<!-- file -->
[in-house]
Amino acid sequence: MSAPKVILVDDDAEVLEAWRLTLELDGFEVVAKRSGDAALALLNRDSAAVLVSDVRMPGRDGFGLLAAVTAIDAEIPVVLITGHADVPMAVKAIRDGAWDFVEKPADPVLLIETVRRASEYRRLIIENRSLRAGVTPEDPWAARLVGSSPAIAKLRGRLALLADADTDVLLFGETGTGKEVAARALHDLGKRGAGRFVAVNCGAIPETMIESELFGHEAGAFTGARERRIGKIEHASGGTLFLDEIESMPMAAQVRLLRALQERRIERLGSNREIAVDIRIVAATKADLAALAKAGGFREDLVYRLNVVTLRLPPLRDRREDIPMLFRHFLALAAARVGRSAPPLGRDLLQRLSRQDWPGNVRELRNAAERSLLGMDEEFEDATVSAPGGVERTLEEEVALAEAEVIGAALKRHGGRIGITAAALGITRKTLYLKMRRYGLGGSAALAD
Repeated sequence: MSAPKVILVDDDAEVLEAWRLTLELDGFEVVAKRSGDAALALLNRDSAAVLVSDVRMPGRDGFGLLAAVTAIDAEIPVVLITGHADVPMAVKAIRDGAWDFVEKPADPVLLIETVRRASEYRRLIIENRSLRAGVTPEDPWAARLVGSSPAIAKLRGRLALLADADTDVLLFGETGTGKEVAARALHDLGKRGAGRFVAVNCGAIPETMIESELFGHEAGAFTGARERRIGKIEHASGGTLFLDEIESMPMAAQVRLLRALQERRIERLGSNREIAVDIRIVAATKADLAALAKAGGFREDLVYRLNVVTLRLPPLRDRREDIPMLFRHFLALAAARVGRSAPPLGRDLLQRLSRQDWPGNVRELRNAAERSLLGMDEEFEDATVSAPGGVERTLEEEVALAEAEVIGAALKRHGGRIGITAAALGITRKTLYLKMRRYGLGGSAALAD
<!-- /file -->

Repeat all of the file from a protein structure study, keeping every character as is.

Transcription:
[in-house]
Amino acid sequence: MSAPKVILVDDDAEVLEAWRLTLELDGFEVVAKRSGDAALALLNRDSAAVLVSDVRMPGRDGFGLLAAVTAIDAEIPVVLITGHADVPMAVKAIRDGAWDFVEKPADPVLLIETVRRASEYRRLIIENRSLRAGVTPEDPWAARLVGSSPAIAKLRGRLALLADADTDVLLFGETGTGKEVAARALHDLGKRGAGRFVAVNCGAIPETMIESELFGHEAGAFTGARERRIGKIEHASGGTLFLDEIESMPMAAQVRLLRALQERRIERLGSNREIAVDIRIVAATKADLAALAKAGGFREDLVYRLNVVTLRLPPLRDRREDIPMLFRHFLALAAARVGRSAPPLGRDLLQRLSRQDWPGNVRELRNAAERSLLGMDEEFEDATVSAPGGVERTLEEEVALAEAEVIGAALKRHGGRIGITAAALGITRKTLYLKMRRYGLGGSAALAD
Repeated sequence: MSAPKVILVDDDAEVLEAWRLTLELDGFEVVAKRSGDAALALLNRDSAAVLVSDVRMPGRDGFGLLAAVTAIDAEIPVVLITGHADVPMAVKAIRDGAWDFVEKPADPVLLIETVRRASEYRRLIIENRSLRAGVTPEDPWAARLVGSSPAIAKLRGRLALLADADTDVLLFGETGTGKEVAARALHDLGKRGAGRFVAVNCGAIPETMIESELFGHEAGAFTGARERRIGKIEHASGGTLFLDEIESMPMAAQVRLLRALQERRIERLGSNREIAVDIRIVAATKADLAALAKAGGFREDLVYRLNVVTLRLPPLRDRREDIPMLFRHFLALAAARVGRSAPPLGRDLLQRLSRQDWPGNVRELRNAAERSLLGMDEEFEDATVSAPGGVERTLEEEVALAEAEVIGAALKRHGGRIGITAAALGITRKTLYLKMRRYGLGGSAALAD